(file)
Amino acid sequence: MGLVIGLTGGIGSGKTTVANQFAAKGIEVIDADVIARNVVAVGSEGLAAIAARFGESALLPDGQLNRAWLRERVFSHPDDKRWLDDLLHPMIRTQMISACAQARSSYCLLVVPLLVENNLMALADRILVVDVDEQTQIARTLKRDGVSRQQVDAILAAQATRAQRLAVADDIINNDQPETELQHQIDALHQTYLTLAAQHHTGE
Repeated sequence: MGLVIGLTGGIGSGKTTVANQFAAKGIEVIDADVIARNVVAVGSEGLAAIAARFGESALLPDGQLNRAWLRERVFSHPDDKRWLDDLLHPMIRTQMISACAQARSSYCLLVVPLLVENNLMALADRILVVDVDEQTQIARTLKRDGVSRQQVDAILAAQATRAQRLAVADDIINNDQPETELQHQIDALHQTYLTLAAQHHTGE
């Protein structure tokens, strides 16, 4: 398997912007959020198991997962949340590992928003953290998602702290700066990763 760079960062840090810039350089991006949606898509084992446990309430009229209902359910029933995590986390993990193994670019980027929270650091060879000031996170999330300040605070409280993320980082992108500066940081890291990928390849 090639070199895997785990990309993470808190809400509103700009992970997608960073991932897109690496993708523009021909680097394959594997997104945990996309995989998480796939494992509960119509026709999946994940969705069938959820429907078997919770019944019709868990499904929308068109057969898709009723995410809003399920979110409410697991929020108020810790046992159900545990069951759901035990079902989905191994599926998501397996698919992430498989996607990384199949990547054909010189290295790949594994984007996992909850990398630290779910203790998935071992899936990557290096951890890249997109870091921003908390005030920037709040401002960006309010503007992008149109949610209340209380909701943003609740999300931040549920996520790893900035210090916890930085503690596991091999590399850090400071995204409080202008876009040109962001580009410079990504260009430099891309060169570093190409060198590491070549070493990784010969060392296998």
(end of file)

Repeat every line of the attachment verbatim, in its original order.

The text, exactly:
Amino acid sequence: MGLVIGLTGGIGSGKTTVANQFAAKGIEVIDADVIARNVVAVGSEGLAAIAARFGESALLPDGQLNRAWLRERVFSHPDDKRWLDDLLHPMIRTQMISACAQARSSYCLLVVPLLVENNLMALADRILVVDVDEQTQIARTLKRDGVSRQQVDAILAAQATRAQRLAVADDIINNDQPETELQHQIDALHQTYLTLAAQHHTGE
Repeated sequence: MGLVIGLTGGIGSGKTTVANQFAAKGIEVIDADVIARNVVAVGSEGLAAIAARFGESALLPDGQLNRAWLRERVFSHPDDKRWLDDLLHPMIRTQMISACAQARSSYCLLVVPLLVENNLMALADRILVVDVDEQTQIARTLKRDGVSRQQVDAILAAQATRAQRLAVADDIINNDQPETELQHQIDALHQTYLTLAAQHHTGE
């Protein structure tokens, strides 16, 4: 398997912007959020198991997962949340590992928003953290998602702290700066990763 760079960062840090810039350089991006949606898509084992446990309430009229209902359910029933995590986390993990193994670019980027929270650091060879000031996170999330300040605070409280993320980082992108500066940081890291990928390849 090639070199895997785990990309993470808190809400509103700009992970997608960073991932897109690496993708523009021909680097394959594997997104945990996309995989998480796939494992509960119509026709999946994940969705069938959820429907078997919770019944019709868990499904929308068109057969898709009723995410809003399920979110409410697991929020108020810790046992159900545990069951759901035990079902989905191994599926998501397996698919992430498989996607990384199949990547054909010189290295790949594994984007996992909850990398630290779910203790998935071992899936990557290096951890890249997109870091921003908390005030920037709040401002960006309010503007992008149109949610209340209380909701943003609740999300931040549920996520790893900035210090916890930085503690596991091999590399850090400071995204409080202008876009040109962001580009410079990504260009430099891309060169570093190409060198590491070549070493990784010969060392296998």